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I Believe I Can Help You Fly
March 6, 2010 10:04 AM   Subscribe

Ever wondered about the gadgets air traffic controllers use to get you back on the ground? The folks over at Ars Technica have a overview of the technology of air traffic control.

Well, as it pertains to the US, anyway.
posted by rodgerd (13 comments total) 11 users marked this as a favorite

 
I thought all you needed was an 8-year-old kid.
posted by gman at 10:12 AM on March 6, 2010 [1 favorite]


This is my pencil, my protractor, and the piece of cardboard I use as a ruler. We keep the Russian surplus vacuum tubes in a locked closet over there.
posted by Babblesort at 10:19 AM on March 6, 2010 [1 favorite]


Pretty good overview. I got to visit NorCal TRACON a month ago, it was really cool. The room really looked like that linked photo of Potomac TRACON; dark, circular room design, slightly calm and high tech. The displays they had were beautiful, really high resolution / high refresh LCDs. The software and visualizations themselves seemed quite simple, certainly simpler than anything a modern video game has. But also very nicely tuned and appropriate to their tasks.

I'm excited about NextGen and ADS-B, it's going to make a lot of things better. Assuming it ever happens, that is. And there's some discomfort with how much we're going to rely on GPS over all other technologies. ADS-B seems pretty tinker-friendly, too, check out this ADS-B / iPhone integration for example.
posted by Nelson at 10:41 AM on March 6, 2010 [2 favorites]


Heh. I thought the 8 year old kid thing was cool and the reaction kind of dumb.
posted by Artw at 10:46 AM on March 6, 2010 [1 favorite]


Wait, so they don't just use paper slips? (Damn Gladwell myths...)
posted by progosk at 10:53 AM on March 6, 2010


Early in my career, I worked on the Mode S beacon system. Think about that next time you fly.
posted by incster at 11:08 AM on March 6, 2010


They mention a video of British Airways flight 038 but wikileaks gives a 404. I believe this is the same video on liveleak.
posted by Skorgu at 11:37 AM on March 6, 2010


When I was watching the controller do his thing at TRACON I was delighted to see a paper strip delivered to his desk. Even better, it was a plane taking off from my very airport! I think the handoffs in the air from sector to sector are all electronic, basically a little box shows up on the edge of the screen flashing or coloured until acknowledged. The paper slip I saw was from a plane taking off into the airspace; that request has to be relayed from the control tower (far away) to some other controller, I guess. I also understand now why it can take 10-15 minutes to get a clearance to take off, you're on the sneakernet and pretty low in the interrupt priority queue.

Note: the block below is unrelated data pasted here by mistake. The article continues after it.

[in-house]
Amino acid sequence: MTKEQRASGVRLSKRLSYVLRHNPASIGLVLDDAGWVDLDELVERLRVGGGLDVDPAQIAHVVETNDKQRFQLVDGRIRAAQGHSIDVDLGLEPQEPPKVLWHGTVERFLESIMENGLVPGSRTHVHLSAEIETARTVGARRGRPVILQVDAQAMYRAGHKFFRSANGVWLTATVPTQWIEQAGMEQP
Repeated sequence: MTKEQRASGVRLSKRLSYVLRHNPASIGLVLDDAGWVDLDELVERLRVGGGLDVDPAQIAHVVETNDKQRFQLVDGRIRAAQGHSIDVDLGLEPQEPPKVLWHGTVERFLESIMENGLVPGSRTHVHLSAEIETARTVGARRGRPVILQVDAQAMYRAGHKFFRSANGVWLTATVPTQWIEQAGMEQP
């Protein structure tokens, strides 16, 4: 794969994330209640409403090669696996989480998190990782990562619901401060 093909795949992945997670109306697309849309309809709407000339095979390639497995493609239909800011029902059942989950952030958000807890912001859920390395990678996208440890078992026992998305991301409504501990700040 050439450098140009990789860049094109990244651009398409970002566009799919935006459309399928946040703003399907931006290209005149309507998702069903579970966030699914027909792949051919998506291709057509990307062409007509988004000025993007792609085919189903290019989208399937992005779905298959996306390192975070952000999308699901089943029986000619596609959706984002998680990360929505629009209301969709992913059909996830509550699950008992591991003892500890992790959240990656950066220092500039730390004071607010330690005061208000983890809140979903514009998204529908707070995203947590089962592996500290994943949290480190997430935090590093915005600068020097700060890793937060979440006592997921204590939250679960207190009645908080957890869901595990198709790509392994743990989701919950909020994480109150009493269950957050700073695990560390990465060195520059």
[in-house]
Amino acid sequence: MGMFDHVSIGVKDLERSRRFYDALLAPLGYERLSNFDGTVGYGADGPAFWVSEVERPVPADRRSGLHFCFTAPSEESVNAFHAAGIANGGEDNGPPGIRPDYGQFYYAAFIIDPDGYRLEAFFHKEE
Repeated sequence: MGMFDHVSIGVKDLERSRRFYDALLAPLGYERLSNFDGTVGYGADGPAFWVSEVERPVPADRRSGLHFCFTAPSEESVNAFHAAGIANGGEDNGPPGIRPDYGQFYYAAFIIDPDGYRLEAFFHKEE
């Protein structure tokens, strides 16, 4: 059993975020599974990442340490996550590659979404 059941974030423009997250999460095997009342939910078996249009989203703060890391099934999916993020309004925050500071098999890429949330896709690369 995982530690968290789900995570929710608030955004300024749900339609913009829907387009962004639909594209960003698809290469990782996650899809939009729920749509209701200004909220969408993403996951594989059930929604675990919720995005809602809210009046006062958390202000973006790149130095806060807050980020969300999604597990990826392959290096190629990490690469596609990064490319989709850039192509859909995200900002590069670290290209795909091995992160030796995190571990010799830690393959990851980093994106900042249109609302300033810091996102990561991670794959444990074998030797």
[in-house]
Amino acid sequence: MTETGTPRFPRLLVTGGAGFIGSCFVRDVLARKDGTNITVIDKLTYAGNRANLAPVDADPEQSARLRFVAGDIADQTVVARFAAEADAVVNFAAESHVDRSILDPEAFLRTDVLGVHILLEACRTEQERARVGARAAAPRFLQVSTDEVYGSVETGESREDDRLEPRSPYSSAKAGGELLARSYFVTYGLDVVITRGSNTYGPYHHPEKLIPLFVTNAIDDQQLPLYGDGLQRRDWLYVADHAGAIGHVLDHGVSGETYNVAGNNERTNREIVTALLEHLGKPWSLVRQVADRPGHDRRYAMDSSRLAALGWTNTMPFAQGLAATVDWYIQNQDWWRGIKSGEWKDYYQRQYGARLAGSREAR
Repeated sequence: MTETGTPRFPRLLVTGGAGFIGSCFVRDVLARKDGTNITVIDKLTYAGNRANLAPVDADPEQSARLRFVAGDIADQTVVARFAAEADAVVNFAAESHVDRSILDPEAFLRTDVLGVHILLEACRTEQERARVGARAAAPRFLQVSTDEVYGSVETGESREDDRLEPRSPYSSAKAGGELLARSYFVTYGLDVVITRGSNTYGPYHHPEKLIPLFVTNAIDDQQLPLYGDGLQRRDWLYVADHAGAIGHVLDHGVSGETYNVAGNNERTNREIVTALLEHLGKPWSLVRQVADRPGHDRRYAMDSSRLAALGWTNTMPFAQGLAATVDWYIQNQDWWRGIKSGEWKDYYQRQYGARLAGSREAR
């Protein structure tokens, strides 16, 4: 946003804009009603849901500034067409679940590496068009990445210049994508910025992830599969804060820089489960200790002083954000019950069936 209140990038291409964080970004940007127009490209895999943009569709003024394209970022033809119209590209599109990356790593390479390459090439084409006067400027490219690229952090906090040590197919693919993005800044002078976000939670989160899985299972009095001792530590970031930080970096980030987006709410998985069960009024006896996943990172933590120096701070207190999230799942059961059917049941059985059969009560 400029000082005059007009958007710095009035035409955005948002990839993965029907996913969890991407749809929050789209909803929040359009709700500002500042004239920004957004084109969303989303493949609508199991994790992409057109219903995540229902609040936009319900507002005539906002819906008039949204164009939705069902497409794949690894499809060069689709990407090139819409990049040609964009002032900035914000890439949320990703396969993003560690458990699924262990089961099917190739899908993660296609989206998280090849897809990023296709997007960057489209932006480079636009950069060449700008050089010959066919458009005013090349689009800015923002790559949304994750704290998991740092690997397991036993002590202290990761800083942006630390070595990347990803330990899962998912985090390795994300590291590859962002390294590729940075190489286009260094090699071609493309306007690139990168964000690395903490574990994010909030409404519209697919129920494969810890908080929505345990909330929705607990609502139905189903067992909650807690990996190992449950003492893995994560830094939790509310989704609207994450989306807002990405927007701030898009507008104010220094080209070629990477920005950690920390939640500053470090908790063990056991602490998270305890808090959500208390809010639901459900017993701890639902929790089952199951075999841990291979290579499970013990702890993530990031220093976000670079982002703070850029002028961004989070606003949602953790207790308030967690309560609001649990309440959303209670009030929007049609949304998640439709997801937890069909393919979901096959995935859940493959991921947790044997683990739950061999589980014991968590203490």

posted by Nelson at 11:51 AM on March 6, 2010


Thank you rodgerd. When on a flight, I think more about a pilot's skills than an air traffic controller's. Sometimes I can see the control tower when taking off or landing, but mostly I don't pay attention even if I see it, and I certainly don't seek it out. Now I'm realising how essential the pilot/controller communication is. Comforting for flyers. Let's hope ATCs and pilots don't show up on a list of jobs made obsolete in 2010-20.
posted by drogien at 12:49 PM on March 6, 2010


I love flying on United because you can listen to the pilots talking to the air traffic controllers. Everyone is really polite and relaxed, which is reassuring. Also, I'm a bit of a communication nerd, to I like hearing it for that reason.

That is all.
posted by elder18 at 7:02 PM on March 6, 2010 [1 favorite]


Instead of a map of my journey on my chair screen I would much prefer to have a camera feed from the nose of the plane - that would be entertaining.
posted by Tamzin at 4:47 AM on March 7, 2010 [1 favorite]


Yes. So would a camera feed looking over the pilots' shoulders. But my idea would increase pilot anxiety, so I vote for yours.
posted by Songdog at 5:33 AM on March 7, 2010


Here's an interesting A380 nose-cam video for you, Tamzin. The kicker is it's pointed backwards, hanging off the landing gear. Cool perspective.
posted by Nelson at 8:02 AM on March 7, 2010


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